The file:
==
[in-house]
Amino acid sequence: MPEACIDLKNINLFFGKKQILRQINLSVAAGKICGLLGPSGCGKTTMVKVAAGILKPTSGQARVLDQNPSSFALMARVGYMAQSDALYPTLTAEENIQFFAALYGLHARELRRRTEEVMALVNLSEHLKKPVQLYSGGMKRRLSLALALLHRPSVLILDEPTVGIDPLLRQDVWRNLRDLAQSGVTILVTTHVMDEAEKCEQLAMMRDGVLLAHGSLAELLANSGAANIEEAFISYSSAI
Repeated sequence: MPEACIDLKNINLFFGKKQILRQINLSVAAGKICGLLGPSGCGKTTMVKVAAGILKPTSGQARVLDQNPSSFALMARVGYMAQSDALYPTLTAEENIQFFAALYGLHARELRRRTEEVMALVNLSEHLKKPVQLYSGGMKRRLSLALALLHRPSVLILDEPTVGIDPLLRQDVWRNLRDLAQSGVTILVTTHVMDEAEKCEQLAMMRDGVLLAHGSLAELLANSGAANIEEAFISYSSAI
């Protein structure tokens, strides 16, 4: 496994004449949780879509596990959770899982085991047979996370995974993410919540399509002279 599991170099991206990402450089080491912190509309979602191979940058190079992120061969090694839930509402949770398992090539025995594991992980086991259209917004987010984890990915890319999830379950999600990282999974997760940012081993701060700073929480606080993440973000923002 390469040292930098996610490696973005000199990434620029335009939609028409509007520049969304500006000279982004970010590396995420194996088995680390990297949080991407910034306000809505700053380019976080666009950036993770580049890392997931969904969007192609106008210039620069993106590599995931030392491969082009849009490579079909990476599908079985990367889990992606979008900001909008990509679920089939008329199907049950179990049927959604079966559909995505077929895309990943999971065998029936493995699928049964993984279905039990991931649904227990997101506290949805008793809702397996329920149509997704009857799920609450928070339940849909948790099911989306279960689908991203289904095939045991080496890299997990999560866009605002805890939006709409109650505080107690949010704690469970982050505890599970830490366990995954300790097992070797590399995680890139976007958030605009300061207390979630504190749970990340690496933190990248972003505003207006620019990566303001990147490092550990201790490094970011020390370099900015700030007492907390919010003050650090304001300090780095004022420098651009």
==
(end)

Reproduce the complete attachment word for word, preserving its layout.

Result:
[in-house]
Amino acid sequence: MPEACIDLKNINLFFGKKQILRQINLSVAAGKICGLLGPSGCGKTTMVKVAAGILKPTSGQARVLDQNPSSFALMARVGYMAQSDALYPTLTAEENIQFFAALYGLHARELRRRTEEVMALVNLSEHLKKPVQLYSGGMKRRLSLALALLHRPSVLILDEPTVGIDPLLRQDVWRNLRDLAQSGVTILVTTHVMDEAEKCEQLAMMRDGVLLAHGSLAELLANSGAANIEEAFISYSSAI
Repeated sequence: MPEACIDLKNINLFFGKKQILRQINLSVAAGKICGLLGPSGCGKTTMVKVAAGILKPTSGQARVLDQNPSSFALMARVGYMAQSDALYPTLTAEENIQFFAALYGLHARELRRRTEEVMALVNLSEHLKKPVQLYSGGMKRRLSLALALLHRPSVLILDEPTVGIDPLLRQDVWRNLRDLAQSGVTILVTTHVMDEAEKCEQLAMMRDGVLLAHGSLAELLANSGAANIEEAFISYSSAI
């Protein structure tokens, strides 16, 4: 496994004449949780879509596990959770899982085991047979996370995974993410919540399509002279 599991170099991206990402450089080491912190509309979602191979940058190079992120061969090694839930509402949770398992090539025995594991992980086991259209917004987010984890990915890319999830379950999600990282999974997760940012081993701060700073929480606080993440973000923002 390469040292930098996610490696973005000199990434620029335009939609028409509007520049969304500006000279982004970010590396995420194996088995680390990297949080991407910034306000809505700053380019976080666009950036993770580049890392997931969904969007192609106008210039620069993106590599995931030392491969082009849009490579079909990476599908079985990367889990992606979008900001909008990509679920089939008329199907049950179990049927959604079966559909995505077929895309990943999971065998029936493995699928049964993984279905039990991931649904227990997101506290949805008793809702397996329920149509997704009857799920609450928070339940849909948790099911989306279960689908991203289904095939045991080496890299997990999560866009605002805890939006709409109650505080107690949010704690469970982050505890599970830490366990995954300790097992070797590399995680890139976007958030605009300061207390979630504190749970990340690496933190990248972003505003207006620019990566303001990147490092550990201790490094970011020390370099900015700030007492907390919010003050650090304001300090780095004022420098651009």